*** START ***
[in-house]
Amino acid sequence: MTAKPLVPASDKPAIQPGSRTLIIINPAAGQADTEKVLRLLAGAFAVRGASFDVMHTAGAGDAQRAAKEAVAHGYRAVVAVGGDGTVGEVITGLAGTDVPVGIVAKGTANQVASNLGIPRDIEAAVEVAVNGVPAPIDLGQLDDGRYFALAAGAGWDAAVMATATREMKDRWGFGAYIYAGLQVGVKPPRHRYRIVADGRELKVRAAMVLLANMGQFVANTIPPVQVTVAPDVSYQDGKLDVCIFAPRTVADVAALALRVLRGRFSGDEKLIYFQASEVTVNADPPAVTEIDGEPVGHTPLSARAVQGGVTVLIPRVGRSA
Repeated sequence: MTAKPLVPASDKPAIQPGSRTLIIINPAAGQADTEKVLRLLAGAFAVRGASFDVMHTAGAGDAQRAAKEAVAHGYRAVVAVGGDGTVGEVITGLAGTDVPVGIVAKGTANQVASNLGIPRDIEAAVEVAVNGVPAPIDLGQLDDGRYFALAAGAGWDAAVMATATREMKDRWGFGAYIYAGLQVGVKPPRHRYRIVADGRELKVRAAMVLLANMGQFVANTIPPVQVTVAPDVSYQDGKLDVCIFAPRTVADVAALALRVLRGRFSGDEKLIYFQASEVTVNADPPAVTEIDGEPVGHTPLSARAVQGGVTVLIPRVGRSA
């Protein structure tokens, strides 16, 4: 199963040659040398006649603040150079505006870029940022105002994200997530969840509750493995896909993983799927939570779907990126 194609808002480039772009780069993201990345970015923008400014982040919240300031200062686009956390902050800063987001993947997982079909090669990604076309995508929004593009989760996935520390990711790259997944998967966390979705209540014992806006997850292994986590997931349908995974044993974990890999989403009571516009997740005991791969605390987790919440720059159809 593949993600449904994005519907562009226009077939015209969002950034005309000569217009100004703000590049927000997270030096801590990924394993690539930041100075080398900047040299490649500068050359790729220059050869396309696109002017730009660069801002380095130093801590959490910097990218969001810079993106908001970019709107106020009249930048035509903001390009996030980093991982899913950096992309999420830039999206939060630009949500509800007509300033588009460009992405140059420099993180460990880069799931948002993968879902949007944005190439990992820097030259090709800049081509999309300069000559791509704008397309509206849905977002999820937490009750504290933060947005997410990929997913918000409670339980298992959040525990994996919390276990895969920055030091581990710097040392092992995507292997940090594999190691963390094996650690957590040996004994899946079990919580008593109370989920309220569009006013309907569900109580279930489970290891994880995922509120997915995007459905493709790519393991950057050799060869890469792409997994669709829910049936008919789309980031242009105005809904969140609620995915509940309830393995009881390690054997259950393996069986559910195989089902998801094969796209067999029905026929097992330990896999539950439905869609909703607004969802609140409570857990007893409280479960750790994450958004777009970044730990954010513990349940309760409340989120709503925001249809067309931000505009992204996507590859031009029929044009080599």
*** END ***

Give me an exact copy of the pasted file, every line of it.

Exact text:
[in-house]
Amino acid sequence: MTAKPLVPASDKPAIQPGSRTLIIINPAAGQADTEKVLRLLAGAFAVRGASFDVMHTAGAGDAQRAAKEAVAHGYRAVVAVGGDGTVGEVITGLAGTDVPVGIVAKGTANQVASNLGIPRDIEAAVEVAVNGVPAPIDLGQLDDGRYFALAAGAGWDAAVMATATREMKDRWGFGAYIYAGLQVGVKPPRHRYRIVADGRELKVRAAMVLLANMGQFVANTIPPVQVTVAPDVSYQDGKLDVCIFAPRTVADVAALALRVLRGRFSGDEKLIYFQASEVTVNADPPAVTEIDGEPVGHTPLSARAVQGGVTVLIPRVGRSA
Repeated sequence: MTAKPLVPASDKPAIQPGSRTLIIINPAAGQADTEKVLRLLAGAFAVRGASFDVMHTAGAGDAQRAAKEAVAHGYRAVVAVGGDGTVGEVITGLAGTDVPVGIVAKGTANQVASNLGIPRDIEAAVEVAVNGVPAPIDLGQLDDGRYFALAAGAGWDAAVMATATREMKDRWGFGAYIYAGLQVGVKPPRHRYRIVADGRELKVRAAMVLLANMGQFVANTIPPVQVTVAPDVSYQDGKLDVCIFAPRTVADVAALALRVLRGRFSGDEKLIYFQASEVTVNADPPAVTEIDGEPVGHTPLSARAVQGGVTVLIPRVGRSA
């Protein structure tokens, strides 16, 4: 199963040659040398006649603040150079505006870029940022105002994200997530969840509750493995896909993983799927939570779907990126 194609808002480039772009780069993201990345970015923008400014982040919240300031200062686009956390902050800063987001993947997982079909090669990604076309995508929004593009989760996935520390990711790259997944998967966390979705209540014992806006997850292994986590997931349908995974044993974990890999989403009571516009997740005991791969605390987790919440720059159809 593949993600449904994005519907562009226009077939015209969002950034005309000569217009100004703000590049927000997270030096801590990924394993690539930041100075080398900047040299490649500068050359790729220059050869396309696109002017730009660069801002380095130093801590959490910097990218969001810079993106908001970019709107106020009249930048035509903001390009996030980093991982899913950096992309999420830039999206939060630009949500509800007509300033588009460009992405140059420099993180460990880069799931948002993968879902949007944005190439990992820097030259090709800049081509999309300069000559791509704008397309509206849905977002999820937490009750504290933060947005997410990929997913918000409670339980298992959040525990994996919390276990895969920055030091581990710097040392092992995507292997940090594999190691963390094996650690957590040996004994899946079990919580008593109370989920309220569009006013309907569900109580279930489970290891994880995922509120997915995007459905493709790519393991950057050799060869890469792409997994669709829910049936008919789309980031242009105005809904969140609620995915509940309830393995009881390690054997259950393996069986559910195989089902998801094969796209067999029905026929097992330990896999539950439905869609909703607004969802609140409570857990007893409280479960750790994450958004777009970044730990954010513990349940309760409340989120709503925001249809067309931000505009992204996507590859031009029929044009080599």